The big two tech platforms seem to have hit something of a pothole. Facebook is facing an increasing advertising boycott, and Google has discovered it’s not immune to the general ad downturn. Are we getting closer to the limit of the big tech platforms’ power?
The US-based campaign to encourage advertisers to boycott Facebook (at least through July) mushroomed over the weekend, with major advertisers like telecommunications giant Verizon, consumer cultural icons like Coca-Cola and Starbucks, and consumer goods market leader Unilever joining in — in Unilever’s case until the end of the year.
Facebook is caught between the dollars of its advertisers today and its eagerness to avoid regulation tomorrow. Google, however, faces the challenge of monopoly when there’s limited room to grow.
Facebook under fire
#StopHateForProfit — launched on June 17 — brought together traditional US civil rights and anti-racism groups like the Anti-Defamation League and the National Association for the Advancement of Colored People with campaigning groups like Sleeping Giants to force Facebook to prevent its platforms being used for hate speech.
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These latest companies to drop their ad spend are big players: Verizon is a top 20 company by US revenues; Coca-Cola has set advertising trends since the days of Mad Men.
It’s clear that corporate America is joining the boycott to get as close as possible to the right side of history in the cultural reset driven by the Black Lives Matter moment. It’s a recognition that the successful gaming of Facebook’s algorithm by right-wing hate groups makes that desire incompatible with advertising on the platform.
This couldn’t be put clearer than the comment by Unilever’s executive vice president of global media, Luis Di Como, to The Wall Street Journal:
The complexities of the current cultural landscape have placed a renewed responsibility on brands to learn, respond and act to drive a trusted and safe digital ecosystem.
In the age of social responsibility in marketing, the brands of both advertisers and advertising platforms reflect on each other, for good and ill. In that world, Facebook is now a risk — made riskier by its links with Trump and his supporters.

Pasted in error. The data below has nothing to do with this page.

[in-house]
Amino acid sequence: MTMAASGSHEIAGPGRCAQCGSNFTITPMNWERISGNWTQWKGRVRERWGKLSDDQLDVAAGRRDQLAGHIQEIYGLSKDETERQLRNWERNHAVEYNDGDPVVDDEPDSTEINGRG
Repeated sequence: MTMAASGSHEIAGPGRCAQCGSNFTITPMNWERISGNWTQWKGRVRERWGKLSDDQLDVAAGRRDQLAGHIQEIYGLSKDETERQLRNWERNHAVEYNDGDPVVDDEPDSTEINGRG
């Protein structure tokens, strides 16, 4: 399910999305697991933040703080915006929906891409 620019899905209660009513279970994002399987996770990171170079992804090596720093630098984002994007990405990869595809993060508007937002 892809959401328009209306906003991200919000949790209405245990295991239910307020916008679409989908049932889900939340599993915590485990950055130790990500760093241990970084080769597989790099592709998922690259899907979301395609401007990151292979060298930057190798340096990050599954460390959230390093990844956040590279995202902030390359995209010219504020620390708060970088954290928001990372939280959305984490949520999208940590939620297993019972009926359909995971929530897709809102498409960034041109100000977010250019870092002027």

The bigger picture
Last week The New York Times media columnist Ben Smith suggested Facebook is constrained by an implicit deal between Trump and Facebook CEO Mark Zuckerberg to keep out of each other’s way: Facebook will allow the Trump re-election campaign more or less free rein on the platform that was so important in the 2016 election, while the Trump administration will resist calls for tighter regulation.
Zuckerberg has already expressed his concerns about the threat of regulation from an incoming Democratic administration.
Facebook has also stumbled in its boycott response. It took until Friday US time to announce a minor shift from its repeated declarations that it would not moderate political speech, even when as provocative as Trump’s. Now, it will start labelling political speech that violates its rules and will act to prevent voter suppression and moderate hate speech.
Too little, too late to prevent the boycott building steam.
Ultimately, Facebook is constrained by its governance. Using a dual share ownership model allowable under US law, Zuckerberg retains majority control although most of the capital comes from non-voting shares. This means there’s unlikely to be meaningful change until Zuckerberg decides the risk of long-term advertising losses outweighs the danger of regulation by either Trump or a Biden administration. That could be some time.
Meanwhile, Google has its own troubles. The Wall Street Journal reports that Google’s ad revenue is expected to fall in 2020 for the first time. It seems to have a larger scaled version of the problem facing The SMH and The Age: an over-reliance on travel ads in its core search function.
While the Facebook boycott is generating more news (thanks to the schadenfreude of traditional media), both stories suggest we’re getting close to peak unregulated platforms.